Watertown Cable’s New Studios Showcased at Grand Opening, Public Can Use the Facility & Equipment

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Photo by Charlie Breitrose Watertown Cable staff gave the public a look around their new studio during the grand opening on April 11.

After years of planning, and months of construction, Watertown Cable Access Television officially opened its new and improved studios in the basement of the Phillips Building.

On April 11, WCA-TV invited the public to take a look at the new facility, which features a new studio, control room, editing suite, and a brand new addition: a podcasting studio.

While Watertown Cable may be known for broadcasting government meetings, producing news shows, and covering local sports, Executive Director Andrea Santopietro said WCA-TV facilities are for the community, too.

“All of the spaces that you will see today are available to you to create. We’ve tried to be an outlet for people to share their stories and let their voices be heard,” Santopietro said. “Additionally, we provide a wide range of opportunities for the community to explore the world of community media, including in-depth workshops on the ins and outs of our equipments and volunteer opportunities to work hands on with our staff. There are no limits to what you can do here at WCA-TV and we hope you comeback after this wonder event to explore with us.”

Photo by Charlie Breitrose Watertown Cable Executive Director Andrea Santopietro, far left, and Assistant Director Samantha Olson cut the ribbon at the grand opening. Also pictured, from left, Watertown Cable Board President Christopher McKenzie, City Manager George Proakis, and City Council President Mark Sideris.

Christopher McKenzie, president of the WCA-TV Board of Directors, welcomed people to the grand opening. He thanked former Watertown Cable Board Presidents Toni Carlson and John Airasian for helping to lay the groundwork for the planning the new studios.

“It’s a very exciting feeling to be at beginning of something,” he said. “To me this is really the most important day in the history of our organization since it was founded in 2005. It marks the beginning something different, something new, something that has growing for us at Watertown Cable Access to still be an important voice in the Watertown community and providing a voice to the community. And we are hoping this becomes a launching pad for greater things.”

Photo by Charlie Breitrose School Committee member Rachel Kay and her son sit at the Watertown Cable News desk in the new studio as City Councilor Vincent Piccirlli runs the camera during the WCA-TV open house.

City Manager George Proakis thanked Watertown Cable for the part it plays in the life of the community, and said he liked what he saw in the new studio.

“This is really really a cool space and a great opportunity to highlight the role you play in the community. I just want to take a moment to thank you for all that you have done through the years,” Proakis said. “Where I see it most is the Government Channel, with opportunities to watch and have access to any and all the board meetings we have going in the City all the time, and then come back here and report on that from a news perspective and provide commentary and provide interviews and provide opportunities to dig deeper.”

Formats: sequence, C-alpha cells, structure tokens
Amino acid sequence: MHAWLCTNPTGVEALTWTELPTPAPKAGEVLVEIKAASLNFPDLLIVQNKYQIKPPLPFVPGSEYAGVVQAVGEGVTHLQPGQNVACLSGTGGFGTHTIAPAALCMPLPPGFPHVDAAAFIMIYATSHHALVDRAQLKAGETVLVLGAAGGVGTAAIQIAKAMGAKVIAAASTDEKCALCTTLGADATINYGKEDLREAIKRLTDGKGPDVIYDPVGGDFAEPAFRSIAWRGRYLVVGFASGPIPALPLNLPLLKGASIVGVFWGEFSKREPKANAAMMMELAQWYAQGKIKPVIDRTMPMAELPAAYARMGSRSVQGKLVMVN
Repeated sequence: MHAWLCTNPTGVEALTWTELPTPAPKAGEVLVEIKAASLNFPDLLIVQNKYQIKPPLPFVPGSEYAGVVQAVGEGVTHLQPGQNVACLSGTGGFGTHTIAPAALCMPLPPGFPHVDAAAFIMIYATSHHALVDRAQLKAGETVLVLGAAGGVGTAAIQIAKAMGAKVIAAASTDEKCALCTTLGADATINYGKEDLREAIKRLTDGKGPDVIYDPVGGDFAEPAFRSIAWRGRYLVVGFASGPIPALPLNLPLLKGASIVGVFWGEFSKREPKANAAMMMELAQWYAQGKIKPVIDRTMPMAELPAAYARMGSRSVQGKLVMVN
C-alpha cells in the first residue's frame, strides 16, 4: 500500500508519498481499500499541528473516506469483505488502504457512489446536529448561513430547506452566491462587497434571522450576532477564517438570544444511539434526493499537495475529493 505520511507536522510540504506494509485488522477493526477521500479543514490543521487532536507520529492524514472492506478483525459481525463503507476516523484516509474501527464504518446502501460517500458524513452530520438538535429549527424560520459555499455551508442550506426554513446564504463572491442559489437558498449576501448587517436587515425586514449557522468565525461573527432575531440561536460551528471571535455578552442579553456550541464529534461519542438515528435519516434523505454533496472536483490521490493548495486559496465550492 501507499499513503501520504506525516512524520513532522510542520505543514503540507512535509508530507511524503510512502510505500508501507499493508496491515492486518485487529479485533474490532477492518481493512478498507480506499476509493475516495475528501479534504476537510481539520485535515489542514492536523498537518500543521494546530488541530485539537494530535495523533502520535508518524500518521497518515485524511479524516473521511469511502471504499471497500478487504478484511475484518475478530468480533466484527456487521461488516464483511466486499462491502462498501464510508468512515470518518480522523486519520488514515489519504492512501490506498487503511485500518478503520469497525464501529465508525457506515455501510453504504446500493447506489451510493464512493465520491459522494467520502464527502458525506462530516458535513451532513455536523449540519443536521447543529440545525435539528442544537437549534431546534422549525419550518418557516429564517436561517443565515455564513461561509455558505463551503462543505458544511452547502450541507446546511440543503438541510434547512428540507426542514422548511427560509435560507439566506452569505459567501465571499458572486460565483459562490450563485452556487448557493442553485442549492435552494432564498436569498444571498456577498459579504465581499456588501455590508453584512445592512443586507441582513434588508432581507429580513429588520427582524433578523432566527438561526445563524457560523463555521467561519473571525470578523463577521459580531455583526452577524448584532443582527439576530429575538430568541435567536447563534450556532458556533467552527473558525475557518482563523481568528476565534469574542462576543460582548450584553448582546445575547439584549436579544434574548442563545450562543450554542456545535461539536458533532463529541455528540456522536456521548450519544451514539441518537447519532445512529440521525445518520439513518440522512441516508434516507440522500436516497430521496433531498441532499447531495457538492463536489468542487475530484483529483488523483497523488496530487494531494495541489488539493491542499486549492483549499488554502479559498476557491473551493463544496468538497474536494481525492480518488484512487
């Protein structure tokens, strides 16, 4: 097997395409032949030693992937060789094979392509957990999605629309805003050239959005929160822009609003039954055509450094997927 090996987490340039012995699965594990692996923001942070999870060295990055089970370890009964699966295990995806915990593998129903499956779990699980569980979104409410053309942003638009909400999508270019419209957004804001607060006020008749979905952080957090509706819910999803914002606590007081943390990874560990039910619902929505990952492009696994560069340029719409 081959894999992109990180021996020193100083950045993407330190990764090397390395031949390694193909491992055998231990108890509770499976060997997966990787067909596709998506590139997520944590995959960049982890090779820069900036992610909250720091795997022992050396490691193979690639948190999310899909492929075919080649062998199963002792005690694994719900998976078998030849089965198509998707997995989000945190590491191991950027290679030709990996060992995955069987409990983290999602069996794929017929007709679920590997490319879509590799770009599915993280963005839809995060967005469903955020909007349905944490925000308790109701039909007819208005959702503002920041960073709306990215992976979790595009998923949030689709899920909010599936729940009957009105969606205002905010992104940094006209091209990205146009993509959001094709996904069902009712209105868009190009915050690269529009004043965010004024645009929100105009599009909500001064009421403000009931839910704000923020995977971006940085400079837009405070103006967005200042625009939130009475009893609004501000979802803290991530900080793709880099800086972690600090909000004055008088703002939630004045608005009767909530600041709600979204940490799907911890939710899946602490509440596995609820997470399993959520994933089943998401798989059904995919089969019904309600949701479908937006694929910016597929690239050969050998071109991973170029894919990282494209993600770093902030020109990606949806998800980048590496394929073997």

City Council President Mark Sideris said Watertown Cable is “everywhere,” covering not just meetings, but sports, and events, such as holiday events and the Memorial Day Parade.

Photo by Charlie Breitrose Watertown Cable Content Manager Teagan Parker shows City Manager George Proakis WCA-TV’s new podcast studio.

The discussions of building a new studio have been happening for several years, McKenzie said.

“It is truly surreal to be this space that was just an idea, kind of a rumble when I was first on the board — we are going to move someday, the high school is going to have to be revitalized and changed and we were going to have to move,” he said.

The project had its ups and downs, but Sideris said he likes the final result.

“This build out was a challenge for the School Building Committee, and many people that were involved — contractors, project managers — there were change orders, we found things we weren’t expecting,” Sideris said. “It took a while to get here but to me the fruits of all of those discussions and all the labor is awesome.” 

WCA-TV moved out of its original home at Watertown High School in September 2023 and then spent several months in limbo as the high school was demolished and the new studio was being constructed. Watertown Cable moved into its new space in November, but the equipment was not ready for the first broadcast from the brand new studio until February.

Photo by Charlie Breitrose The community got a look behind the scenes at Watertown Cable’s control room during the April 11 grand opening.

For a few months, the staff moved into the Parker Building, and did their best to keep covering the Watertown community, Santopietro said.

“During this time we never took a break and made every effort to be present anywhere and everywhere we could,” Santopietro said. “We faced a lot of challenges, we were in a temporary location for a while. It never kept us down. I am so proud of the resilience of our staff, and the resilience from you guys has really paid off and I am so honored and grateful to celebrate with a beautiful new space with all of you.”

Find out more about how to learn how to use the video and audio equipment at WCA-TV’s workshop page, and learn about WCA-TV at wcatv.org.

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